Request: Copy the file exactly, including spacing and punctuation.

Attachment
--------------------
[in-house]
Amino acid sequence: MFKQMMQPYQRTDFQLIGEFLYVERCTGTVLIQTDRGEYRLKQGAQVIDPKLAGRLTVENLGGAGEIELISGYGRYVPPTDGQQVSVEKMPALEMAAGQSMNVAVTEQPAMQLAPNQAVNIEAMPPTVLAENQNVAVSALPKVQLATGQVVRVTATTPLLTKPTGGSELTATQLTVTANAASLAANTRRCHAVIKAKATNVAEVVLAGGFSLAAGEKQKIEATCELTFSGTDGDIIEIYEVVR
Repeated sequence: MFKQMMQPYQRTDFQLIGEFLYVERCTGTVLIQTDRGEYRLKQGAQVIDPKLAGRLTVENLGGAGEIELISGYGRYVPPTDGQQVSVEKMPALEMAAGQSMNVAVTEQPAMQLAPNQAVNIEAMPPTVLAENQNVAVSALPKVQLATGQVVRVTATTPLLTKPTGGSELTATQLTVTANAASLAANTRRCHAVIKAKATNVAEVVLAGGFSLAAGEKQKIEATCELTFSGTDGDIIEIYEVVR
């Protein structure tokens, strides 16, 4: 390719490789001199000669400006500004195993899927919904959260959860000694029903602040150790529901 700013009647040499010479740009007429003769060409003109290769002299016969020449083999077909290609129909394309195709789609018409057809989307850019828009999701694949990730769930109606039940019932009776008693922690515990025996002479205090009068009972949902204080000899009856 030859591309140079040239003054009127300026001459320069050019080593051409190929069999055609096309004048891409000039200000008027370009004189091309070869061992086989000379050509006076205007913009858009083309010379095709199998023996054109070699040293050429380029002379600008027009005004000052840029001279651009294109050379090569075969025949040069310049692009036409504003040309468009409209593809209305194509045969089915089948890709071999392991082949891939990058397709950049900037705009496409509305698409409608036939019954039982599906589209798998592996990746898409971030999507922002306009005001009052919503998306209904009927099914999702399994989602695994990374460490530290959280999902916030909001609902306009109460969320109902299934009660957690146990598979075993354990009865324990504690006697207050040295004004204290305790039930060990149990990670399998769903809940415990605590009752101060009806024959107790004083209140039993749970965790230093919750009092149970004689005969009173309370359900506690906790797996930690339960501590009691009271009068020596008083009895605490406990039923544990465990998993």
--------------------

[in-house]
Amino acid sequence: MFKQMMQPYQRTDFQLIGEFLYVERCTGTVLIQTDRGEYRLKQGAQVIDPKLAGRLTVENLGGAGEIELISGYGRYVPPTDGQQVSVEKMPALEMAAGQSMNVAVTEQPAMQLAPNQAVNIEAMPPTVLAENQNVAVSALPKVQLATGQVVRVTATTPLLTKPTGGSELTATQLTVTANAASLAANTRRCHAVIKAKATNVAEVVLAGGFSLAAGEKQKIEATCELTFSGTDGDIIEIYEVVR
Repeated sequence: MFKQMMQPYQRTDFQLIGEFLYVERCTGTVLIQTDRGEYRLKQGAQVIDPKLAGRLTVENLGGAGEIELISGYGRYVPPTDGQQVSVEKMPALEMAAGQSMNVAVTEQPAMQLAPNQAVNIEAMPPTVLAENQNVAVSALPKVQLATGQVVRVTATTPLLTKPTGGSELTATQLTVTANAASLAANTRRCHAVIKAKATNVAEVVLAGGFSLAAGEKQKIEATCELTFSGTDGDIIEIYEVVR
């Protein structure tokens, strides 16, 4: 390719490789001199000669400006500004195993899927919904959260959860000694029903602040150790529901 700013009647040499010479740009007429003769060409003109290769002299016969020449083999077909290609129909394309195709789609018409057809989307850019828009999701694949990730769930109606039940019932009776008693922690515990025996002479205090009068009972949902204080000899009856 030859591309140079040239003054009127300026001459320069050019080593051409190929069999055609096309004048891409000039200000008027370009004189091309070869061992086989000379050509006076205007913009858009083309010379095709199998023996054109070699040293050429380029002379600008027009005004000052840029001279651009294109050379090569075969025949040069310049692009036409504003040309468009409209593809209305194509045969089915089948890709071999392991082949891939990058397709950049900037705009496409509305698409409608036939019954039982599906589209798998592996990746898409971030999507922002306009005001009052919503998306209904009927099914999702399994989602695994990374460490530290959280999902916030909001609902306009109460969320109902299934009660957690146990598979075993354990009865324990504690006697207050040295004004204290305790039930060990149990990670399998769903809940415990605590009752101060009806024959107790004083209140039993749970965790230093919750009092149970004689005969009173309370359900506690906790797996930690339960501590009691009271009068020596008083009895605490406990039923544990465990998993």